Jesus said to him, “Today salvation has come to this house, because this man, too, is a son of Abraham. For the Son of Man came to seek and to save the lost.” Luke 19:9, 10
Do you realize the kind of courage it took to confront the chief tax collector who had connections in all kinds of high places?
It’s similar to the courage it took to confront alone a Samaritan woman about her multiple affairs.
While we marvel at the incredible life change, what I want you to see is that this only happened because of Jesus being strong, courageous and bold enough to go after the issues of the heart!
The Rich Young Ruler
It’s not that all ends well every time. There were times when people walked away very disappointed and other times when people were beside themselves with outrage.
I think of the encounter Jesus had with the Rich Young Ruler. That didn’t end well.
“17 As Jesus started on his way, a man ran up to him and fell on his knees before him. “Good teacher,” he asked, “what must I do to inherit eternal life?”
18 “Why do you call me good?” Jesus answered. “No one is good—except God alone. 19 You know the commandments: ‘You shall not murder, you shall not commit adultery, you shall not steal, you shall not give false testimony, you shall not defraud, honor your father and mother.’[”
20 “Teacher,” he declared, “all these I have kept since I was a boy.”
21 Jesus looked at him and loved him. “One thing you lack,” he said. “Go, sell everything you have and give to the poor, and you will have treasure in heaven. Then come, follow me.”
22 At this the man’s face fell. He went away sad, because he had great wealth.” Mark 10:17-22
It was the same thing here again. This is becoming a pattern. Something about Jesus, and what he offers, draws people to him.
In this case, a rich young ruler wants eternal life. This is the same as the woman at the well wanting living water or Zacchaeus wanting salvation.
Jesus courageously pushes through the smoke and mirrors, in this case consisting of rules and regulations diligently observed and gets to the heart of what is in the way.
Just like the woman at the well had an insatiable physical and emotional appetite, and the little man in the tree had a hankering for fraudulent gains, so this rich young ruler had a love for money that exceeded anything else.
You know the rest of the story, and what Jesus tells him to do, and the tragic response of his unwillingness to part with his wealth.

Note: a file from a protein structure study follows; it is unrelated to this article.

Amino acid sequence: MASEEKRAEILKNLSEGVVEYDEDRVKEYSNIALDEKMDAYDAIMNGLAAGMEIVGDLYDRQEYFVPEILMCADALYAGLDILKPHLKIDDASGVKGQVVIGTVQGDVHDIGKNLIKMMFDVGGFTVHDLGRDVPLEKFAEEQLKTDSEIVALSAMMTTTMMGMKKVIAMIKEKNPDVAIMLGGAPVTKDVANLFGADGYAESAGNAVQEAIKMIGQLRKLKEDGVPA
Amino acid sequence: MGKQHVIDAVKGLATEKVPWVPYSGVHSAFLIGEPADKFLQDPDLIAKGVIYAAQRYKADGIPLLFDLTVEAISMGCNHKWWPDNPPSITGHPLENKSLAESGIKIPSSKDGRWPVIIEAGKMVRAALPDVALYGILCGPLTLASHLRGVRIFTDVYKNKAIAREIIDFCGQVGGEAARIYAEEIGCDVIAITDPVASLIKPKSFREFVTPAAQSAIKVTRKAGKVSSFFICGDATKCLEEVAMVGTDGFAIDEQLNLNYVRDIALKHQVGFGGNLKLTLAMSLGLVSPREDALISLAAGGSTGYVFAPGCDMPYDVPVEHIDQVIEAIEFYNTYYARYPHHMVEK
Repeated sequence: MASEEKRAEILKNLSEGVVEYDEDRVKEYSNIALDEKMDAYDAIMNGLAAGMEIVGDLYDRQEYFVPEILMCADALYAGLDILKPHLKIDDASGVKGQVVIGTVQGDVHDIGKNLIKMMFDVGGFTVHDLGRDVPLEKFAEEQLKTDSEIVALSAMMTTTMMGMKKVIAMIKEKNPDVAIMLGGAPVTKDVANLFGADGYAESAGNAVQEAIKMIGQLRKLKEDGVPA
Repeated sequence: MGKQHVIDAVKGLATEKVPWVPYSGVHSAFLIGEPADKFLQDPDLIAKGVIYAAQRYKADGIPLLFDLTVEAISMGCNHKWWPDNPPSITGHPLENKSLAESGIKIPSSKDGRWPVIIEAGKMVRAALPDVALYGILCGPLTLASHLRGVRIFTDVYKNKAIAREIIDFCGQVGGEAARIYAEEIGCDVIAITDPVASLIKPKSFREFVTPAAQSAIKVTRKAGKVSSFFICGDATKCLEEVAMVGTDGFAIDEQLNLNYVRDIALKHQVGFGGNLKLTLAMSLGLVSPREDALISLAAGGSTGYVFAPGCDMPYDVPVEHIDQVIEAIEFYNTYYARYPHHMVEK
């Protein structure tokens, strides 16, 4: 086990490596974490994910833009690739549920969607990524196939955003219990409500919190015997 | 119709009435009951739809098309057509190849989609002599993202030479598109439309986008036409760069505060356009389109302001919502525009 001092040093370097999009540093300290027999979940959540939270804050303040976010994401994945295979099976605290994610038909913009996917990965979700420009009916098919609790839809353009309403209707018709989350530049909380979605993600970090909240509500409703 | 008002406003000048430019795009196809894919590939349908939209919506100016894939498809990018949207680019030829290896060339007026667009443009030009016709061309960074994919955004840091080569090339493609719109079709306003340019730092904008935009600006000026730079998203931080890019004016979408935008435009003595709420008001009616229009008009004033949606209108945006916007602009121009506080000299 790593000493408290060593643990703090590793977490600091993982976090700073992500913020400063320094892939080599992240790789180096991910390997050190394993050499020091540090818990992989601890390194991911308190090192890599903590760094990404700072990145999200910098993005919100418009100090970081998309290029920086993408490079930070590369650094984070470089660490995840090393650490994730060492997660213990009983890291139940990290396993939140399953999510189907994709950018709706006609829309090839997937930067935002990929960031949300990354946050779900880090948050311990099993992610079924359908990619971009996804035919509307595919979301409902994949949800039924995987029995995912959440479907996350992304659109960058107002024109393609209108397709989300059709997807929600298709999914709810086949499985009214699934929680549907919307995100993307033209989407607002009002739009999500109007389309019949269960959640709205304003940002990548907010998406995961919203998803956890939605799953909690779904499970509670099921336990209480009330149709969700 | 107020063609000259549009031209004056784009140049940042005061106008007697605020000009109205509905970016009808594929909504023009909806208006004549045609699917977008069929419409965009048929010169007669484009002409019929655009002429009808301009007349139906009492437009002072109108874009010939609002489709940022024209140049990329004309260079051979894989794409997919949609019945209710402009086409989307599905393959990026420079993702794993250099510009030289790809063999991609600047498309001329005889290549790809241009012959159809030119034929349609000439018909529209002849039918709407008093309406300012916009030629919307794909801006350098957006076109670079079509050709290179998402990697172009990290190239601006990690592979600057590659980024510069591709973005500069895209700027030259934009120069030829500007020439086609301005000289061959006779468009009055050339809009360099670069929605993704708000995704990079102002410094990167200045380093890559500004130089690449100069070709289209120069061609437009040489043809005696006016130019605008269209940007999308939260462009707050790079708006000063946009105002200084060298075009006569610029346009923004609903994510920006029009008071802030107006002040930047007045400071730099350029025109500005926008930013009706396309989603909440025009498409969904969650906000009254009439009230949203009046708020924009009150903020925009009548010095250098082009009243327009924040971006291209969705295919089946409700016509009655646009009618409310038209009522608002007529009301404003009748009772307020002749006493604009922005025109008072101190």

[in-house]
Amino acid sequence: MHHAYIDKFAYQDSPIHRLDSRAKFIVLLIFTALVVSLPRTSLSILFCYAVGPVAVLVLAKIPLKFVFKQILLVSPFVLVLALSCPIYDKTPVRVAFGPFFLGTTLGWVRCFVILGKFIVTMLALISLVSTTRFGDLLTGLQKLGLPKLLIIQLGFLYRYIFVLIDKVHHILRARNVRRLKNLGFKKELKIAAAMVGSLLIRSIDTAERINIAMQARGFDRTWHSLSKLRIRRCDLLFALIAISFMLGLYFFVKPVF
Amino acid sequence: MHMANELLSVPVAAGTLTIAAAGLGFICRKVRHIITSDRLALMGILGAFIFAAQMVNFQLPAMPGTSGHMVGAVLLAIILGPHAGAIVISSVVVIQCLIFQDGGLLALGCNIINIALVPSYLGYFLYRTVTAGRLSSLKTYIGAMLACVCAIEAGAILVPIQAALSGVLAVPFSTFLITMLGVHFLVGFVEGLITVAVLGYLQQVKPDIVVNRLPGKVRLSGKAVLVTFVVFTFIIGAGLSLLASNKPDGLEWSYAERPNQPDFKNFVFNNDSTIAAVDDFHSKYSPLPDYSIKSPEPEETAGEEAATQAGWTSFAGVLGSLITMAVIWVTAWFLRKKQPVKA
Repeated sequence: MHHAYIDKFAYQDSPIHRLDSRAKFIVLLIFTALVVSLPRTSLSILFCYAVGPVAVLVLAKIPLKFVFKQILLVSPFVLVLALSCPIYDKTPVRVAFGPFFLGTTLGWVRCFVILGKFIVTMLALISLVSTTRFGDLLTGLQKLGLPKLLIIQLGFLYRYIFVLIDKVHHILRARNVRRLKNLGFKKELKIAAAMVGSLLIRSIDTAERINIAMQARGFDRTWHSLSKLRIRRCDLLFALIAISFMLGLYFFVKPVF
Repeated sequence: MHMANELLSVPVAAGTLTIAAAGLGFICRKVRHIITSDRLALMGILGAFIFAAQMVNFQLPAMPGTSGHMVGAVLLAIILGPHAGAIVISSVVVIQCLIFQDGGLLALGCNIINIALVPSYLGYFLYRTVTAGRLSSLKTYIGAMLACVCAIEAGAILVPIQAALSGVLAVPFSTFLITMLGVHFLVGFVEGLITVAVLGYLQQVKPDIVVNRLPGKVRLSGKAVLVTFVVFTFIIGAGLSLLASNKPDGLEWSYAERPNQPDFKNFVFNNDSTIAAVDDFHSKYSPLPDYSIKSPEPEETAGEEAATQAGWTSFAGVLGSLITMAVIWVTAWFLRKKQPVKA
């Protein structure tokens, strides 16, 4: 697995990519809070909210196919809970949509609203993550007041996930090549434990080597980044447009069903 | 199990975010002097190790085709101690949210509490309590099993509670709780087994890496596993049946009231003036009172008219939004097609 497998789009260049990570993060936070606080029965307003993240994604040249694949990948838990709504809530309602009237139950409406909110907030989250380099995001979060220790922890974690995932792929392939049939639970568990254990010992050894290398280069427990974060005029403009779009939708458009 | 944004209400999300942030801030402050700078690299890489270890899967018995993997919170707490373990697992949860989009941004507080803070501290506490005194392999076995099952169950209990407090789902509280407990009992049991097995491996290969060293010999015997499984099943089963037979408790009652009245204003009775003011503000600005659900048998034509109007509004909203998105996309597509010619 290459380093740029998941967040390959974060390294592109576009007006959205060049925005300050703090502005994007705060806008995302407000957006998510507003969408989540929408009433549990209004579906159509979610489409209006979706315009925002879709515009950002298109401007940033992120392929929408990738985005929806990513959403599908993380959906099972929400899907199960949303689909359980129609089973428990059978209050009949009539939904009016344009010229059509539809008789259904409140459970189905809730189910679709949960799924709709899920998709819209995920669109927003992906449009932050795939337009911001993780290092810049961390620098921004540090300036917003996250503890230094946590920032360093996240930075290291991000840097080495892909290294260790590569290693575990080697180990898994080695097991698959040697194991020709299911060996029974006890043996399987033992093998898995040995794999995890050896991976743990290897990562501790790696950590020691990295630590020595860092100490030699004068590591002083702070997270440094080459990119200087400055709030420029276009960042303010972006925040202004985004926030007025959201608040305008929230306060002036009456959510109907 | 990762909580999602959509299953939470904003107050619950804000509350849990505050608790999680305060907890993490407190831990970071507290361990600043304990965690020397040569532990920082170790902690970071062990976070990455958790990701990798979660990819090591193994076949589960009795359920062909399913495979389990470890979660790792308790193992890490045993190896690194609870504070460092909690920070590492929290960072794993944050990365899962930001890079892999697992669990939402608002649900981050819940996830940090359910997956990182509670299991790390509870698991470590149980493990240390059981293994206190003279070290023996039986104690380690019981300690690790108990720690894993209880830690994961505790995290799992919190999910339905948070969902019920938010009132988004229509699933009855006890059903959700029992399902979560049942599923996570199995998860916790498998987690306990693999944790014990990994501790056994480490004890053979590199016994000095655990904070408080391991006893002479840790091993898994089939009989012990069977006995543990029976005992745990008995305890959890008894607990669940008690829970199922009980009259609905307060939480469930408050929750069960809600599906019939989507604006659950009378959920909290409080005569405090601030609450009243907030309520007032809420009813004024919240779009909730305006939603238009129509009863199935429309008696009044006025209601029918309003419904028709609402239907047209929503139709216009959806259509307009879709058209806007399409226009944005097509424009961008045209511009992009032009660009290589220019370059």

It wasn’t the wealth that Jesus had a problem with but it was that the wealth was his god.
The Courageous Intruder
The point is that it takes courage to confront someone who had all the power in the world while Jesus seemingly had none.
It takes courage to tell the woman caught in adultery: “Go now and leave you life of sin”, knowing that he would risk the scorn of her accusers.
It takes courage to tell one of the most respected teachers of his day: “You are Israel’s teacher and do you not understand these things?” as Jesus confronts this old, esteemed teacher of his need to also be born again.
It takes courage to call the religious elite hypocrites, snakes and broods of vipers and to say to them: “You are like whitewashed tombs, which look beautiful on the outside but on the inside are full of the bones of the dead and everything unclean.” Matt. 23:27
This courageous Jesus, who is far from the man-child Peter Pan image of our modern society, comes also to you!
He may well ruffle your feathers when he lays his finger at the heart issue deep down at your core.
All of us are obviously drawn to Him, otherwise we wouldn’t be here. Ask yourself: “What draws me, and what do I long for the most?”
And most of all: “What stands in the way?”
You need to know that Jesus doesn’t come to you as a sweet little lamb, but as the Lion of Judah whose gaze goes right through you.
John says that his eyes are like “blazing fire” (Rev. 1:14), not as though in rage, but as though he sees right into our heart and right through us.
This is not to condemn nor to punish us, but to bring to us what our deepest longing is.
Call it living water, eternal life or salvation. Call it what you may but it is your deepest eternal longing.
More often than not, in doing so he lays his finger on the biggest barrier that stands in the way of that abundant life.
For the rich young ruler it was the love of money. For Nicodemus it was the pride in his prestige and position. For Zacchaeus it was his fraudulent ways. For the woman at the well it was her emotional and physical needs.
What is it for you? If Jesus were to come knocking on your door, what would he lay his finger on and what would he want to gently remove from your life?
By letting Him do his deep work in your heart you will receive what your soul has always longed for!
Scott Street MB Church invites you to write your reflections and thoughts about the weekly messages shared by lead Pastor Jurgen Rausch.